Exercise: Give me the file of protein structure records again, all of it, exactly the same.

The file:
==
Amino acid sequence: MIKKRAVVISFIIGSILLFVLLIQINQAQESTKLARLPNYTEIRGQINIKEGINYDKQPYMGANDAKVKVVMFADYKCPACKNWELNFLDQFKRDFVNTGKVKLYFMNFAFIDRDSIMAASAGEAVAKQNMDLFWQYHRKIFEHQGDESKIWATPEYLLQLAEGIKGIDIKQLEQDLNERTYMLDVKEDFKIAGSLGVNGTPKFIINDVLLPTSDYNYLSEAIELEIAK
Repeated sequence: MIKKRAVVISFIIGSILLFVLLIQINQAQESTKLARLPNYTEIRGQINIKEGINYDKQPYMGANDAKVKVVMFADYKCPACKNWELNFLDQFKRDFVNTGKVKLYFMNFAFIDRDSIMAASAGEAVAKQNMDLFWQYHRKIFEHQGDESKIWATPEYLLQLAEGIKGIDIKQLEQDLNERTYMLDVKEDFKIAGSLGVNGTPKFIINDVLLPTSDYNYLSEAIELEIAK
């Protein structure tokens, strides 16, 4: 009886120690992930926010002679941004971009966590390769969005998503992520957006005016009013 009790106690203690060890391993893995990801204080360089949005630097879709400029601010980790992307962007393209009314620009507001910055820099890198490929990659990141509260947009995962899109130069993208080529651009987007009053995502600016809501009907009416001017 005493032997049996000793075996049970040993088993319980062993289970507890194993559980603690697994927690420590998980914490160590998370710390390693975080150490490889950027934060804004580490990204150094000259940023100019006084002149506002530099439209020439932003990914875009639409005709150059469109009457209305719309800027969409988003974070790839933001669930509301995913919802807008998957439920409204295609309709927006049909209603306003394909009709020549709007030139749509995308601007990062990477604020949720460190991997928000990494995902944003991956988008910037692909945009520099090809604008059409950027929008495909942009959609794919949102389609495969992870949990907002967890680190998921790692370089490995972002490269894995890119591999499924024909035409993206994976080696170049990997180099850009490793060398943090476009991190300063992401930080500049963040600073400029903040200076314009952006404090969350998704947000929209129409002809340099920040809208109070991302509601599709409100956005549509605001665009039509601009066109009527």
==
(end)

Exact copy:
Amino acid sequence: MIKKRAVVISFIIGSILLFVLLIQINQAQESTKLARLPNYTEIRGQINIKEGINYDKQPYMGANDAKVKVVMFADYKCPACKNWELNFLDQFKRDFVNTGKVKLYFMNFAFIDRDSIMAASAGEAVAKQNMDLFWQYHRKIFEHQGDESKIWATPEYLLQLAEGIKGIDIKQLEQDLNERTYMLDVKEDFKIAGSLGVNGTPKFIINDVLLPTSDYNYLSEAIELEIAK
Repeated sequence: MIKKRAVVISFIIGSILLFVLLIQINQAQESTKLARLPNYTEIRGQINIKEGINYDKQPYMGANDAKVKVVMFADYKCPACKNWELNFLDQFKRDFVNTGKVKLYFMNFAFIDRDSIMAASAGEAVAKQNMDLFWQYHRKIFEHQGDESKIWATPEYLLQLAEGIKGIDIKQLEQDLNERTYMLDVKEDFKIAGSLGVNGTPKFIINDVLLPTSDYNYLSEAIELEIAK
């Protein structure tokens, strides 16, 4: 009886120690992930926010002679941004971009966590390769969005998503992520957006005016009013 009790106690203690060890391993893995990801204080360089949005630097879709400029601010980790992307962007393209009314620009507001910055820099890198490929990659990141509260947009995962899109130069993208080529651009987007009053995502600016809501009907009416001017 005493032997049996000793075996049970040993088993319980062993289970507890194993559980603690697994927690420590998980914490160590998370710390390693975080150490490889950027934060804004580490990204150094000259940023100019006084002149506002530099439209020439932003990914875009639409005709150059469109009457209305719309800027969409988003974070790839933001669930509301995913919802807008998957439920409204295609309709927006049909209603306003394909009709020549709007030139749509995308601007990062990477604020949720460190991997928000990494995902944003991956988008910037692909945009520099090809604008059409950027929008495909942009959609794919949102389609495969992870949990907002967890680190998921790692370089490995972002490269894995890119591999499924024909035409993206994976080696170049990997180099850009490793060398943090476009991190300063992401930080500049963040600073400029903040200076314009952006404090969350998704947000929209129409002809340099920040809208109070991302509601599709409100956005549509605001665009039509601009066109009527």